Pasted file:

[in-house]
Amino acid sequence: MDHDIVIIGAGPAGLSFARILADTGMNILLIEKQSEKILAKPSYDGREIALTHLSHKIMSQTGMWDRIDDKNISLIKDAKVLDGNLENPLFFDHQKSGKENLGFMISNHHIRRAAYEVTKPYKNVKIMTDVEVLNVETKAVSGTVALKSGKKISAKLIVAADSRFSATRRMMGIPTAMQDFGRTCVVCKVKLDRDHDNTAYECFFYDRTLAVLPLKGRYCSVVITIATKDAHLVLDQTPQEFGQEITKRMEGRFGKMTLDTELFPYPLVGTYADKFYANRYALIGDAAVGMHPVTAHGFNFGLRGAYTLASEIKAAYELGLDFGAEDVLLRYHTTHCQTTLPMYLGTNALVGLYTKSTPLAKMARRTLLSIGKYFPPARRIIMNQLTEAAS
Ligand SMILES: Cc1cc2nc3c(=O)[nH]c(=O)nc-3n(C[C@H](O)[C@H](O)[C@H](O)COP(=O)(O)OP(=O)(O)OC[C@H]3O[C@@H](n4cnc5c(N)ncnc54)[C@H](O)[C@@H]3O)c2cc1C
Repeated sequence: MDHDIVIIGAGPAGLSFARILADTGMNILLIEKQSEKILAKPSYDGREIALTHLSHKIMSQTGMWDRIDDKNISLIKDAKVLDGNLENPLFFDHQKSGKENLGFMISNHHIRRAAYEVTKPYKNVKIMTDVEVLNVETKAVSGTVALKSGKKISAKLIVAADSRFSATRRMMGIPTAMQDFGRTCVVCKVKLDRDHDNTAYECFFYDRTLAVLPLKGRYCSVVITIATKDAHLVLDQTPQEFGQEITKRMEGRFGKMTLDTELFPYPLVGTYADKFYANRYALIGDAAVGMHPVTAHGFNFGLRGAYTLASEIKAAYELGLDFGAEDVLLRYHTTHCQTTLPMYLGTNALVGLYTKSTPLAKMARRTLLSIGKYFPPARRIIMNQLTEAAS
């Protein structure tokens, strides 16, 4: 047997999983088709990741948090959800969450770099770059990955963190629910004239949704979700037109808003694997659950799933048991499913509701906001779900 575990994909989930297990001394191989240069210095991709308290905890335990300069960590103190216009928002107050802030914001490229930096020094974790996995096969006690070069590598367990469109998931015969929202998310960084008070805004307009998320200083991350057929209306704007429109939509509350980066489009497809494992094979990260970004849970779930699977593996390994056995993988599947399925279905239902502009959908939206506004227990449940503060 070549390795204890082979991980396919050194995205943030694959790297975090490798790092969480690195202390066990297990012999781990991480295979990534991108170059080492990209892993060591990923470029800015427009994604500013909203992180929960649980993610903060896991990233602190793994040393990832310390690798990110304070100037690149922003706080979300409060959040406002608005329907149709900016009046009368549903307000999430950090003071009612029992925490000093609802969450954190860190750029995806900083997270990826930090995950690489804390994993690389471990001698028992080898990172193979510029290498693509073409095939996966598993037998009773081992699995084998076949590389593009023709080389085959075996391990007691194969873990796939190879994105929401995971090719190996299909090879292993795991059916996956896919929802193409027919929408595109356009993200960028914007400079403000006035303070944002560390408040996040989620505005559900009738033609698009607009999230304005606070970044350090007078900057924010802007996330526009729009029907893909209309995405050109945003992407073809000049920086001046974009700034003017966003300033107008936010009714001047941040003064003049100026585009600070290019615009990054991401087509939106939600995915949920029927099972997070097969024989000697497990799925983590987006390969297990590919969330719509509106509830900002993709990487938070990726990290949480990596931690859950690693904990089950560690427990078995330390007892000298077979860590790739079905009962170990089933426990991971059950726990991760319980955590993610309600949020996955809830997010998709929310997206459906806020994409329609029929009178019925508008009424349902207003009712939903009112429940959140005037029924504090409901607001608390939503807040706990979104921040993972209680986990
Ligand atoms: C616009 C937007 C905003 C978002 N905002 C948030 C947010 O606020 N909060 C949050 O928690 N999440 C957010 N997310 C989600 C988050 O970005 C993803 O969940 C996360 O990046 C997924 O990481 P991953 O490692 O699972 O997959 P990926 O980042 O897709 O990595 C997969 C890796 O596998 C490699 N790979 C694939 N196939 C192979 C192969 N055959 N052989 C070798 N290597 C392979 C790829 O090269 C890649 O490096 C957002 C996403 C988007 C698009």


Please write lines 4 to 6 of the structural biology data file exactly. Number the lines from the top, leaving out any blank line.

Repeated sequence: MDHDIVIIGAGPAGLSFARILADTGMNILLIEKQSEKILAKPSYDGREIALTHLSHKIMSQTGMWDRIDDKNISLIKDAKVLDGNLENPLFFDHQKSGKENLGFMISNHHIRRAAYEVTKPYKNVKIMTDVEVLNVETKAVSGTVALKSGKKISAKLIVAADSRFSATRRMMGIPTAMQDFGRTCVVCKVKLDRDHDNTAYECFFYDRTLAVLPLKGRYCSVVITIATKDAHLVLDQTPQEFGQEITKRMEGRFGKMTLDTELFPYPLVGTYADKFYANRYALIGDAAVGMHPVTAHGFNFGLRGAYTLASEIKAAYELGLDFGAEDVLLRYHTTHCQTTLPMYLGTNALVGLYTKSTPLAKMARRTLLSIGKYFPPARRIIMNQLTEAAS
């Protein structure tokens, strides 16, 4: 047997999983088709990741948090959800969450770099770059990955963190629910004239949704979700037109808003694997659950799933048991499913509701906001779900 575990994909989930297990001394191989240069210095991709308290905890335990300069960590103190216009928002107050802030914001490229930096020094974790996995096969006690070069590598367990469109998931015969929202998310960084008070805004307009998320200083991350057929209306704007429109939509509350980066489009497809494992094979990260970004849970779930699977593996390994056995993988599947399925279905239902502009959908939206506004227990449940503060 070549390795204890082979991980396919050194995205943030694959790297975090490798790092969480690195202390066990297990012999781990991480295979990534991108170059080492990209892993060591990923470029800015427009994604500013909203992180929960649980993610903060896991990233602190793994040393990832310390690798990110304070100037690149922003706080979300409060959040406002608005329907149709900016009046009368549903307000999430950090003071009612029992925490000093609802969450954190860190750029995806900083997270990826930090995950690489804390994993690389471990001698028992080898990172193979510029290498693509073409095939996966598993037998009773081992699995084998076949590389593009023709080389085959075996391990007691194969873990796939190879994105929401995971090719190996299909090879292993795991059916996956896919929802193409027919929408595109356009993200960028914007400079403000006035303070944002560390408040996040989620505005559900009738033609698009607009999230304005606070970044350090007078900057924010802007996330526009729009029907893909209309995405050109945003992407073809000049920086001046974009700034003017966003300033107008936010009714001047941040003064003049100026585009600070290019615009990054991401087509939106939600995915949920029927099972997070097969024989000697497990799925983590987006390969297990590919969330719509509106509830900002993709990487938070990726990290949480990596931690859950690693904990089950560690427990078995330390007892000298077979860590790739079905009962170990089933426990991971059950726990991760319980955590993610309600949020996955809830997010998709929310997206459906806020994409329609029929009178019925508008009424349902207003009712939903009112429940959140005037029924504090409901607001608390939503807040706990979104921040993972209680986990
Ligand atoms: C616009 C937007 C905003 C978002 N905002 C948030 C947010 O606020 N909060 C949050 O928690 N999440 C957010 N997310 C989600 C988050 O970005 C993803 O969940 C996360 O990046 C997924 O990481 P991953 O490692 O699972 O997959 P990926 O980042 O897709 O990595 C997969 C890796 O596998 C490699 N790979 C694939 N196939 C192979 C192969 N055959 N052989 C070798 N290597 C392979 C790829 O090269 C890649 O490096 C957002 C996403 C988007 C698009």